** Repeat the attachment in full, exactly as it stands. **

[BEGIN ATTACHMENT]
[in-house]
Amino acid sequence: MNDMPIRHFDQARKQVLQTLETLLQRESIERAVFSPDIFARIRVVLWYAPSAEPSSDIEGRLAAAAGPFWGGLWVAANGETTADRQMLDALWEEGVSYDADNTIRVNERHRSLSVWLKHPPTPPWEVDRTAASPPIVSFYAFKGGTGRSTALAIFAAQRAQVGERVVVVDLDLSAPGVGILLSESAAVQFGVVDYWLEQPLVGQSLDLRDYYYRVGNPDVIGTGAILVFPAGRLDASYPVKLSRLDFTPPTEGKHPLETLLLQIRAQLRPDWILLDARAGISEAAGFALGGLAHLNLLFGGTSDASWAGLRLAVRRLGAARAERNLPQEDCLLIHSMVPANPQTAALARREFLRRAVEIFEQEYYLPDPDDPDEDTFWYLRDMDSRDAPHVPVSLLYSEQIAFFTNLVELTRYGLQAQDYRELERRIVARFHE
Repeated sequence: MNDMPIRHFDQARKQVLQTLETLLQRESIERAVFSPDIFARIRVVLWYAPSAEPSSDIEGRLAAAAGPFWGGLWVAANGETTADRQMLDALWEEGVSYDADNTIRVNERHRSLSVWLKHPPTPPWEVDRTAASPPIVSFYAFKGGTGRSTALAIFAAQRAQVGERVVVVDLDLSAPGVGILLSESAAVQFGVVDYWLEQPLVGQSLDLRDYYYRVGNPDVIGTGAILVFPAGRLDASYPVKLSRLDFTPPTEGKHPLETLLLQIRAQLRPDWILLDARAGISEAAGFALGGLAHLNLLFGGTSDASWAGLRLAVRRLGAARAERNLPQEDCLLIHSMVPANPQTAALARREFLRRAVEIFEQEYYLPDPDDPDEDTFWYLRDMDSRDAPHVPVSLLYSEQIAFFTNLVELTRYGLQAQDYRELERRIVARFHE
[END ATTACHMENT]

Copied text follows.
[in-house]
Amino acid sequence: MNDMPIRHFDQARKQVLQTLETLLQRESIERAVFSPDIFARIRVVLWYAPSAEPSSDIEGRLAAAAGPFWGGLWVAANGETTADRQMLDALWEEGVSYDADNTIRVNERHRSLSVWLKHPPTPPWEVDRTAASPPIVSFYAFKGGTGRSTALAIFAAQRAQVGERVVVVDLDLSAPGVGILLSESAAVQFGVVDYWLEQPLVGQSLDLRDYYYRVGNPDVIGTGAILVFPAGRLDASYPVKLSRLDFTPPTEGKHPLETLLLQIRAQLRPDWILLDARAGISEAAGFALGGLAHLNLLFGGTSDASWAGLRLAVRRLGAARAERNLPQEDCLLIHSMVPANPQTAALARREFLRRAVEIFEQEYYLPDPDDPDEDTFWYLRDMDSRDAPHVPVSLLYSEQIAFFTNLVELTRYGLQAQDYRELERRIVARFHE
Repeated sequence: MNDMPIRHFDQARKQVLQTLETLLQRESIERAVFSPDIFARIRVVLWYAPSAEPSSDIEGRLAAAAGPFWGGLWVAANGETTADRQMLDALWEEGVSYDADNTIRVNERHRSLSVWLKHPPTPPWEVDRTAASPPIVSFYAFKGGTGRSTALAIFAAQRAQVGERVVVVDLDLSAPGVGILLSESAAVQFGVVDYWLEQPLVGQSLDLRDYYYRVGNPDVIGTGAILVFPAGRLDASYPVKLSRLDFTPPTEGKHPLETLLLQIRAQLRPDWILLDARAGISEAAGFALGGLAHLNLLFGGTSDASWAGLRLAVRRLGAARAERNLPQEDCLLIHSMVPANPQTAALARREFLRRAVEIFEQEYYLPDPDDPDEDTFWYLRDMDSRDAPHVPVSLLYSEQIAFFTNLVELTRYGLQAQDYRELERRIVARFHE